A mixture of some organic acids and some extracts from plants turns out to be enough to greatly reduce pathogenic bacteria on chicken breast meat. Add some irradiation to the mix and it makes a lethal combination against the bacteria.
Food Safety Consortium researchers at the University of Arkansas System’s Division of Agriculture found that they could greatly reduce E. coli O157:H7, Listeria monocytogenes and Salmonella Typhimurium in the chicken breast meat by infusing combinations of organic acids – acetic, citric, lactic, malic and tartaric – into the meat. The experiments were also performed with extracts from green tea and grape seeds in combination with the acids.
Three of the organic acids – malic, citric and tartaric – were most effective against S. Typhimurium and E. coli O157:H7, more than against L. monocytogenes. With irradiation factored in, the results were significant against all the pathogens.
“We want to determine the least amount of plant extracts that we can use and the least amount of irradiation dosage to get the best inhibitory effect,” said Navam Hettiarachchy, a UA food science professor who supervised the project.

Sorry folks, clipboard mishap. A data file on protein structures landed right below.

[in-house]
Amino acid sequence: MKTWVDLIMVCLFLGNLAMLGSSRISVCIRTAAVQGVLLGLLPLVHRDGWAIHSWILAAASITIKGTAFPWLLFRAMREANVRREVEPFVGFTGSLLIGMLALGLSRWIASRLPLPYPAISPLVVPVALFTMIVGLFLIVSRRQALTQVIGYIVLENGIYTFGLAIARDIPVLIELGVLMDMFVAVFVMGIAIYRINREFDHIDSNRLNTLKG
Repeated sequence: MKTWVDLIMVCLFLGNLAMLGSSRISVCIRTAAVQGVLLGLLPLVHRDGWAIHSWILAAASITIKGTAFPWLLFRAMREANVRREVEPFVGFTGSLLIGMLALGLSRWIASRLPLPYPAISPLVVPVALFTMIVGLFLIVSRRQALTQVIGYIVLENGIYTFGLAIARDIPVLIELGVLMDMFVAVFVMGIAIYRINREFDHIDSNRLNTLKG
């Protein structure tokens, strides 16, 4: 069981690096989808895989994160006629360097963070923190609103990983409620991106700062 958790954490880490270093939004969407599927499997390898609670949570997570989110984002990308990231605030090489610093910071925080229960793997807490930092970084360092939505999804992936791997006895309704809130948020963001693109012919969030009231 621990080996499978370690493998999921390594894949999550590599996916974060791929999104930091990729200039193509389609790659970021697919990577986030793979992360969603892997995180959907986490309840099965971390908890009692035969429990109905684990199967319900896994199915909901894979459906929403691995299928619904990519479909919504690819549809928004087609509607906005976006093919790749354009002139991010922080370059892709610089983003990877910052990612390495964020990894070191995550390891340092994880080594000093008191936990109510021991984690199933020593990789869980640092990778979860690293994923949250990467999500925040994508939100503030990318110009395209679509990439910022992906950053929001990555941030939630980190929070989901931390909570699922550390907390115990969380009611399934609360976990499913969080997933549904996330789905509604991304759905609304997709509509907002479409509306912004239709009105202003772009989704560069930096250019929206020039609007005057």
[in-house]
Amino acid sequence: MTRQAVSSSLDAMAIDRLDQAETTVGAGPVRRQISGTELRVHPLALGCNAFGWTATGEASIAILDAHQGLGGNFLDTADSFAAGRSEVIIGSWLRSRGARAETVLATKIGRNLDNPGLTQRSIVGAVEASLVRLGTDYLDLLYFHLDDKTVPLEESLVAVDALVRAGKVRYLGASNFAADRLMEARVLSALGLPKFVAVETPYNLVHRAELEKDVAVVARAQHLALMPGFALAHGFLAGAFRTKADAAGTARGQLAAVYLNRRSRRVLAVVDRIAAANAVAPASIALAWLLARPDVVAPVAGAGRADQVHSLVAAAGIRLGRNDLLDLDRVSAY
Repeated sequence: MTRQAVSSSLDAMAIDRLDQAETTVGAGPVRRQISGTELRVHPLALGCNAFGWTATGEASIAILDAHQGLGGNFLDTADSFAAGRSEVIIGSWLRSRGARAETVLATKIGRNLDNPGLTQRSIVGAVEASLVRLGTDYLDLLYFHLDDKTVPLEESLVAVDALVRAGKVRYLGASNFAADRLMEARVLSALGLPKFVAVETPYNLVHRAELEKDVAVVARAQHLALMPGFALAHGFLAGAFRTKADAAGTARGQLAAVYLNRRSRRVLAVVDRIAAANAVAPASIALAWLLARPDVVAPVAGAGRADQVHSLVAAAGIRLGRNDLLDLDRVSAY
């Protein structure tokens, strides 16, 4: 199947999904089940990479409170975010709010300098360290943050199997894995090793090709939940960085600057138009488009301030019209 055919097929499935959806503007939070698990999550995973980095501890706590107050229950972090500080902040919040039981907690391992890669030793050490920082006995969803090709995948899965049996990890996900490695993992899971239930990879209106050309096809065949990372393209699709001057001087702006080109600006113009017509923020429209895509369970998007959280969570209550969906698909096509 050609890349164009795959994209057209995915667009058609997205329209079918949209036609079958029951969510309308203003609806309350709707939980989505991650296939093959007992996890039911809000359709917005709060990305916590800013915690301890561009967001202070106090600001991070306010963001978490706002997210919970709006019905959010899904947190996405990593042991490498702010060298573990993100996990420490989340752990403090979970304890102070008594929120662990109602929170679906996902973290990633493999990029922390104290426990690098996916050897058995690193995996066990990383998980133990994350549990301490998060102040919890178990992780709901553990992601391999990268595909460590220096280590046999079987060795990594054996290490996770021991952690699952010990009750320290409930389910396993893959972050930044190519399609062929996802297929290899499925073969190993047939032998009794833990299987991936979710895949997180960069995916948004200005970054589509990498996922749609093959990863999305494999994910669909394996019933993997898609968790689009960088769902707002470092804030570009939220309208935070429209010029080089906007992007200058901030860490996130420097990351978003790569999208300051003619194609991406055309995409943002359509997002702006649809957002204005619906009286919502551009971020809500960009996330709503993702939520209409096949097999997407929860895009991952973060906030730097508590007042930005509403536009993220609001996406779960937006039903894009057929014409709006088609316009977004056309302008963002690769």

Previous research by Hettiarachchy’s research team showed that extracts from grape seed and green tea reduced L. monocytogenes to undetectable levels when applied in combination with nisin, a bacteriocin recognized as a safe food preservative.
The researchers are also using the plant extracts to serve as antioxidants, which minimizes lipid oxidation. Lipid oxidation is a process that causes meat quality to deteriorate by adversely affecting characteristics such as flavor, color and texture.
Hettiarachchy said the research team has examined the effects of irradiation on the chicken’s color and texture and found no significant change.
The research is continuing, but Hettiarachchy said a poultry company has already expressed interest in the project’s findings. Irradiation, however, has not yet been applied widely in the United States as many companies have worried about potential resistance among consumers.
Hettiarachcy suggested that labels on irradiated products could have a brief explanation of irradiation to educate consumers.
“I am hopeful that with time the public will become aware of irradiation processing so that they accept irradiation in processing poultry and meat products for safety against pathogens,” Hettiarachchy said. “A new education component is very important and may be the key for acceptance for irradiated food products by the consumer.”
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